What Property did you Think you Were Buying?
LOS ANGELES—EVP for acquisitions calls her favorite lawyer: “We’re buying Three Rivers Shopping Center, so get going on due diligence.”
Favorite lawyer immediately calls title company: “I need a title report on Three Rivers Shopping Center, ASAP,” and surveyor: “I need a survey of Three Rivers Shopping Center, ASAP.”
In due course the title company produces a title report naming the owner, giving an eight-page metes and bounds property description indecipherable to normal humans, and a list of covenants, easements and liens affecting the property. Soon thereafter, the surveyor produces a survey showing many parcels of land, the buildings located on them and plots of the various easements affecting those properties.
How do the lawyer, the title company and the surveyor know that the property described in the eight-page property description is the same as the property shown on the survey? How do all three of them know that that property is the same thing as EVP for acquisitions meant when she said she was buying Three Rivers Shopping Center?
More often than you’d think, they don’t. As a result, either too many or too few parcels of land get conveyed, resulting in embarrassment, financial loss, and sometimes lawsuits against lawyers, title companies and surveyors.
Even though the eight-page metes and bounds property description is very hard to read by those untrained in deciphering property descriptions--“commencing at a point in Franklin Street distant 342.06 feet easterly of the northwest quarter corner, thence N76°44’32”W 26.77 feet, thence S13°15’28”W a distance of 531.06 feet more or less, thence . . .”—any good proofreader can usually confirm that the description in the title report is the same as the land shown on the survey, because the survey also contains a description of the property shown thereon, and so that description should exactly match the one in the title report.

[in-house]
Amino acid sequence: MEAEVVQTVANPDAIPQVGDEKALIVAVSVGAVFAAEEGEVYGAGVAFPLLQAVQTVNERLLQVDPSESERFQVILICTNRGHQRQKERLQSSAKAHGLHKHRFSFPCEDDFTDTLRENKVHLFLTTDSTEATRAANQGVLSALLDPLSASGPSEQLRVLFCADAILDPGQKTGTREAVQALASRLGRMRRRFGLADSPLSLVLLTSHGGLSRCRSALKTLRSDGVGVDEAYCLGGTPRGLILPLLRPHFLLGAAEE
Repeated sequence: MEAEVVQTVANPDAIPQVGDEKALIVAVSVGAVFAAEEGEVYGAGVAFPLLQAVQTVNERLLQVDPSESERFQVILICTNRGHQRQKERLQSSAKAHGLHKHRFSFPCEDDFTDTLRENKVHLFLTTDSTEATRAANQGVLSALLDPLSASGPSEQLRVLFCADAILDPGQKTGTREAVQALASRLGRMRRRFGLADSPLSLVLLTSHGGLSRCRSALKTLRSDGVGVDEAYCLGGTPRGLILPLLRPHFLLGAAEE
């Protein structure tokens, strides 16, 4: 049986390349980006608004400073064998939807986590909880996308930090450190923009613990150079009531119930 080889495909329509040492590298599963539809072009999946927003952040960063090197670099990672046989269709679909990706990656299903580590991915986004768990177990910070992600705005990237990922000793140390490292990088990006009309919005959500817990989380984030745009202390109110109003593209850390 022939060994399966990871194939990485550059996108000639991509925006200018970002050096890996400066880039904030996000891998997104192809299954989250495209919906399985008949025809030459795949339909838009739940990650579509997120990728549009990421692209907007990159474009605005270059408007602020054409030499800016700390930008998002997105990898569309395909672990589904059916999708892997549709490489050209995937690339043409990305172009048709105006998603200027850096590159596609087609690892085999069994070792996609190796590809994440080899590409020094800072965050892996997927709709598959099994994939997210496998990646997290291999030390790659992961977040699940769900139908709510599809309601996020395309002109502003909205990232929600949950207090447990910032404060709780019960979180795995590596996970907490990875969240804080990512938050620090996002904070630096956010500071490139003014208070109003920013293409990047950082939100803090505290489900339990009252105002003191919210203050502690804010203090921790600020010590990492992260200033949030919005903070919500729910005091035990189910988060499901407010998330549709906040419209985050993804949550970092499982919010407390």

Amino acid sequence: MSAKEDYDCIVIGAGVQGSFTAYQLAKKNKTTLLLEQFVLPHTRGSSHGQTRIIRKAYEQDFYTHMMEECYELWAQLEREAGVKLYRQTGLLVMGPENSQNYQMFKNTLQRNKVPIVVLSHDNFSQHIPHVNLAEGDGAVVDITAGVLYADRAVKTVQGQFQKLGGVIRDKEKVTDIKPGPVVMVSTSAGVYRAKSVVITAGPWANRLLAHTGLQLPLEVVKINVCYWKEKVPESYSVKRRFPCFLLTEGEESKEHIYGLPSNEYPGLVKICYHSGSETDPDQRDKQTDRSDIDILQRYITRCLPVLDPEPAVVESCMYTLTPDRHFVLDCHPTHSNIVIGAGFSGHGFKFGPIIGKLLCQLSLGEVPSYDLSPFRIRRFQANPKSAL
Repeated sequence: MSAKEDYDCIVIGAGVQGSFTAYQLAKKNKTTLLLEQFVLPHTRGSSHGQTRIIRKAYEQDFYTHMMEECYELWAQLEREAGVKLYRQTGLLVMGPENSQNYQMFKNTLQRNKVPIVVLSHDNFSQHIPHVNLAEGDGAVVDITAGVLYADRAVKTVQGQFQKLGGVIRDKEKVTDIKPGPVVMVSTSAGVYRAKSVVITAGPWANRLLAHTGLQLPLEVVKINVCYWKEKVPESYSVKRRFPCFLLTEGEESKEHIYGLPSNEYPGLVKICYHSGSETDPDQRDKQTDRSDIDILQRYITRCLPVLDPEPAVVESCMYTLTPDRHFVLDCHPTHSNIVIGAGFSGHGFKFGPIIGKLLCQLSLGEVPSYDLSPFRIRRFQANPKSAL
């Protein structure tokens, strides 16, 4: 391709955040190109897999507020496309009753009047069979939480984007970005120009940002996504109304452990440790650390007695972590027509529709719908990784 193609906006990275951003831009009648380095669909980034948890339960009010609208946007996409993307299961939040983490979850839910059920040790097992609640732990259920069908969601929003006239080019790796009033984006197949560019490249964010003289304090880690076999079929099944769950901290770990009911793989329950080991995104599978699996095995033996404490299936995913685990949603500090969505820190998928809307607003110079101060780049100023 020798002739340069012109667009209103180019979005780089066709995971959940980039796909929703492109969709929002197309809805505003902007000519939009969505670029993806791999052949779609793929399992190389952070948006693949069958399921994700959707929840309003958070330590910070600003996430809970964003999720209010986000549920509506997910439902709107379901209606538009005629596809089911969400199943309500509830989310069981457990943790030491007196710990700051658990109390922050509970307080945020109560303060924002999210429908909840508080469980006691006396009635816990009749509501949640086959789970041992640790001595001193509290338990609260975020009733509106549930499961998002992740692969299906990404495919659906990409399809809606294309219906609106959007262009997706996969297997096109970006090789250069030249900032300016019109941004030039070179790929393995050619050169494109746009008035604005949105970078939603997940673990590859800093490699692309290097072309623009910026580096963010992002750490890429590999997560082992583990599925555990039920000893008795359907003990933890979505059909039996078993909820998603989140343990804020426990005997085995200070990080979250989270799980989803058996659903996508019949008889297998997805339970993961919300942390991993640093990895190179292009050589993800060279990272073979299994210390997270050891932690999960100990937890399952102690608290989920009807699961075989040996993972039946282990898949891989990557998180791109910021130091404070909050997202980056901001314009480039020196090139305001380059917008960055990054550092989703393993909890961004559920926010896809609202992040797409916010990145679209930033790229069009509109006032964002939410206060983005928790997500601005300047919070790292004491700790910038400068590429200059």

Sometimes they don’t, because the same parcel of land can be described in several different ways. If the descriptions don’t match, the surveyor should be asked to confirm that they both describe the same parcel of land. And, of course, sometimes they don’t actually describe the same parcels of land. The parties’ lawyers, the title company and the surveyor should all take the time to confirm that the land in the title report is the same as the land on the survey.
The next step, too often taken for granted, is confirming that the land in the title report and survey are actually the land the parties intend to transfer—no more and no less. The parties’ lawyers and the EVP of acquisitions (or her designee) need to compare the property shown on the survey to the actual property in the field, or site plans for the property, Google Earth, or some other version of reality to ensure that the buyer is getting what the buyer is expecting to buy and the seller is selling what it is expecting to sell.
Tom Muller is the co-chair of the land use and real estate practice at Manatt, Phelps & Phillips, LLP. The views expressed in this column are the author’s own.
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